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Synaptic Transmission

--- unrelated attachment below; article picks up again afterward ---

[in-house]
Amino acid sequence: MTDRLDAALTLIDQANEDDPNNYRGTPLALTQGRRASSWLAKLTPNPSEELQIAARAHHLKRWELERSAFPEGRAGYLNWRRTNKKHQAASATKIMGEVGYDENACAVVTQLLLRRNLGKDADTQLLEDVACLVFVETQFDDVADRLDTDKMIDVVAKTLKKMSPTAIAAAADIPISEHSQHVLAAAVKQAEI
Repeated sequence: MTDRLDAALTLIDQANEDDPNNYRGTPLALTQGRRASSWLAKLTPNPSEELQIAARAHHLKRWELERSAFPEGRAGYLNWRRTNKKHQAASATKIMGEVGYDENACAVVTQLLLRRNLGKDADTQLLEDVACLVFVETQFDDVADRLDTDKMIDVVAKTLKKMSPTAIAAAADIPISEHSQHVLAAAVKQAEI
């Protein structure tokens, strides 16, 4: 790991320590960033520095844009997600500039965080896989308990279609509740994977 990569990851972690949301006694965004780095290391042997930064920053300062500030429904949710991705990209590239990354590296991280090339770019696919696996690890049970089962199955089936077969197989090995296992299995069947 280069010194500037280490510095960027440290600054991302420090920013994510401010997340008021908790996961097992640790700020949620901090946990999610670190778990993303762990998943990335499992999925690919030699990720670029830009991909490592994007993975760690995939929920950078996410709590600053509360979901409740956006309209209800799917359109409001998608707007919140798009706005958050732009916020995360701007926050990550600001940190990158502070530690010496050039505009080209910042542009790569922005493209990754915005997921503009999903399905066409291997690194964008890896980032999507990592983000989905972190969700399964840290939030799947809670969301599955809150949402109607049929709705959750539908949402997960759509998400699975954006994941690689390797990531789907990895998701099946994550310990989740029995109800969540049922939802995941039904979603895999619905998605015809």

Signals must travel from one neuron to another, but neurons are separated by a space called the synapse, or synaptic cleft. The nerve impulse cannot “jump” across the synapse, so a different mechanism must be used to propagate the signal from the axon of the presynaptic cell to a dendrite of the postsynaptic cell. This is done using neurotransmitters, chemicals that can diffuse across the synapse and stimulate the postsynaptic cells by interacting with specialized receptors located there. Neurotransmitters are synthesized and stored in tiny vesicles near the end of each axon; as the nerve impulse approaches this location, gated channels for calcium (Ca++) open, allowing calcium ions to diffuse into the cell. This event causes the storage vesicles to fuse with the plasma membrane, and the neurotransmitter molecules are released into the synaptic space. When they couple with their corresponding receptors, an action potential may be triggered in the postsynaptic cell, stimulating a new nerve impulse (see Figure 14.1). After neurotransmitter molecules exert their action, they must be quickly removed as the neuron gets ready to receive another signal. Sometimes they are enzymatically broken down, and in other cases they are reabsorbed by the presynaptic axon to be “recycled” and used again later. To sum up, the propagation of the nerve impulse and subsequent stimulation of adjacent neurons by neurotransmitters explains how electrical signals travel through nerves.

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